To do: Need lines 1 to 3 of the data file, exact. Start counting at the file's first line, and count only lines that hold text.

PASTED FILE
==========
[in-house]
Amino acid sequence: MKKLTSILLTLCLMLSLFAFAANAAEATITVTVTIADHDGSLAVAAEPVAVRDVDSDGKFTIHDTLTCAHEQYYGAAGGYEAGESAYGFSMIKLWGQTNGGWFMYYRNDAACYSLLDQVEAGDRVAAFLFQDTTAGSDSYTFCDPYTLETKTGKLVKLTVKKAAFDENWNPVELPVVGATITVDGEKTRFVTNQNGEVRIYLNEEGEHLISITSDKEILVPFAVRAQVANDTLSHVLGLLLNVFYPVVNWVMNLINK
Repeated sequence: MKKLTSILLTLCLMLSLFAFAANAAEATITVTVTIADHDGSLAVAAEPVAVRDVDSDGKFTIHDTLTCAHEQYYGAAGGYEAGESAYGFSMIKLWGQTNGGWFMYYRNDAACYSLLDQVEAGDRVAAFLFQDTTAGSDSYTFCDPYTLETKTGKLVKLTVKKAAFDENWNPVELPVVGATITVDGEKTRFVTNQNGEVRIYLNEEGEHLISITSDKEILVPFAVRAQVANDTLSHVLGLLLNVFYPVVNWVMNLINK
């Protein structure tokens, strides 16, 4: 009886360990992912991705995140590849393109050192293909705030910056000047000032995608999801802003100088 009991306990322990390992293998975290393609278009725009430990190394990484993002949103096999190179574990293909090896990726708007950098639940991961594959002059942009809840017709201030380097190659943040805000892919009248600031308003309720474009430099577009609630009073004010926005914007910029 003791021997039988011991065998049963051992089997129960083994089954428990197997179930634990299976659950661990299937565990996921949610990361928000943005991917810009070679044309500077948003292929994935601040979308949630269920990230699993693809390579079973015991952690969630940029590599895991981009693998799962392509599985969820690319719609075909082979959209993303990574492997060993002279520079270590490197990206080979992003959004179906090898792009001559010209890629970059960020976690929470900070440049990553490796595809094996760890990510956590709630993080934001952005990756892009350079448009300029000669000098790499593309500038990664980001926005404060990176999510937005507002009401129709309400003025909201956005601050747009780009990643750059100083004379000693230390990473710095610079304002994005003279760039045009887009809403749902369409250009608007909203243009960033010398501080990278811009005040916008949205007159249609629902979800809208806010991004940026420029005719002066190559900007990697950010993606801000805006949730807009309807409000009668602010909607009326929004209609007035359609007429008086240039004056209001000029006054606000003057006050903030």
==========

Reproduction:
[in-house]
Amino acid sequence: MKKLTSILLTLCLMLSLFAFAANAAEATITVTVTIADHDGSLAVAAEPVAVRDVDSDGKFTIHDTLTCAHEQYYGAAGGYEAGESAYGFSMIKLWGQTNGGWFMYYRNDAACYSLLDQVEAGDRVAAFLFQDTTAGSDSYTFCDPYTLETKTGKLVKLTVKKAAFDENWNPVELPVVGATITVDGEKTRFVTNQNGEVRIYLNEEGEHLISITSDKEILVPFAVRAQVANDTLSHVLGLLLNVFYPVVNWVMNLINK
Repeated sequence: MKKLTSILLTLCLMLSLFAFAANAAEATITVTVTIADHDGSLAVAAEPVAVRDVDSDGKFTIHDTLTCAHEQYYGAAGGYEAGESAYGFSMIKLWGQTNGGWFMYYRNDAACYSLLDQVEAGDRVAAFLFQDTTAGSDSYTFCDPYTLETKTGKLVKLTVKKAAFDENWNPVELPVVGATITVDGEKTRFVTNQNGEVRIYLNEEGEHLISITSDKEILVPFAVRAQVANDTLSHVLGLLLNVFYPVVNWVMNLINK